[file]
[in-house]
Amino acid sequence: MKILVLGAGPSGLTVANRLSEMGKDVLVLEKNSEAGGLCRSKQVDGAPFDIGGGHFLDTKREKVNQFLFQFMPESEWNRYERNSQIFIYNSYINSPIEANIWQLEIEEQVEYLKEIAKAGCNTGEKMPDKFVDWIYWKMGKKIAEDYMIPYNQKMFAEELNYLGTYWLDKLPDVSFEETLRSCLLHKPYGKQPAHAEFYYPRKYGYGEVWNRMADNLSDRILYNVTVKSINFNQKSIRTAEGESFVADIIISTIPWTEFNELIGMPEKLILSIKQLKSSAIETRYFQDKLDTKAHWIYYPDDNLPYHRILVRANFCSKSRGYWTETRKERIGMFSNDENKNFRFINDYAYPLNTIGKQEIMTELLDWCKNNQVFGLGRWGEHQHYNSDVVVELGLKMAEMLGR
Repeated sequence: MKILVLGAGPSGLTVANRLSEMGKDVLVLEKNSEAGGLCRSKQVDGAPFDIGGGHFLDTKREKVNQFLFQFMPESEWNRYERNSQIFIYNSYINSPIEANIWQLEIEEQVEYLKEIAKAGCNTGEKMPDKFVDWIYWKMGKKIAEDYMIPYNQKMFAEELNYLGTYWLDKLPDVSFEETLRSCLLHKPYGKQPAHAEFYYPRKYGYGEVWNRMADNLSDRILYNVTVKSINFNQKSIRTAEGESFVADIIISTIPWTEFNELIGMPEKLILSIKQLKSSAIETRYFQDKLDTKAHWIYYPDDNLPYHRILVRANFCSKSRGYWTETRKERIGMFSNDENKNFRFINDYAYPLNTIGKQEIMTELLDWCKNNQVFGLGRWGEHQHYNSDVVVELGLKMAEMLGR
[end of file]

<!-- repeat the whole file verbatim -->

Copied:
[in-house]
Amino acid sequence: MKILVLGAGPSGLTVANRLSEMGKDVLVLEKNSEAGGLCRSKQVDGAPFDIGGGHFLDTKREKVNQFLFQFMPESEWNRYERNSQIFIYNSYINSPIEANIWQLEIEEQVEYLKEIAKAGCNTGEKMPDKFVDWIYWKMGKKIAEDYMIPYNQKMFAEELNYLGTYWLDKLPDVSFEETLRSCLLHKPYGKQPAHAEFYYPRKYGYGEVWNRMADNLSDRILYNVTVKSINFNQKSIRTAEGESFVADIIISTIPWTEFNELIGMPEKLILSIKQLKSSAIETRYFQDKLDTKAHWIYYPDDNLPYHRILVRANFCSKSRGYWTETRKERIGMFSNDENKNFRFINDYAYPLNTIGKQEIMTELLDWCKNNQVFGLGRWGEHQHYNSDVVVELGLKMAEMLGR
Repeated sequence: MKILVLGAGPSGLTVANRLSEMGKDVLVLEKNSEAGGLCRSKQVDGAPFDIGGGHFLDTKREKVNQFLFQFMPESEWNRYERNSQIFIYNSYINSPIEANIWQLEIEEQVEYLKEIAKAGCNTGEKMPDKFVDWIYWKMGKKIAEDYMIPYNQKMFAEELNYLGTYWLDKLPDVSFEETLRSCLLHKPYGKQPAHAEFYYPRKYGYGEVWNRMADNLSDRILYNVTVKSINFNQKSIRTAEGESFVADIIISTIPWTEFNELIGMPEKLILSIKQLKSSAIETRYFQDKLDTKAHWIYYPDDNLPYHRILVRANFCSKSRGYWTETRKERIGMFSNDENKNFRFINDYAYPLNTIGKQEIMTELLDWCKNNQVFGLGRWGEHQHYNSDVVVELGLKMAEMLGR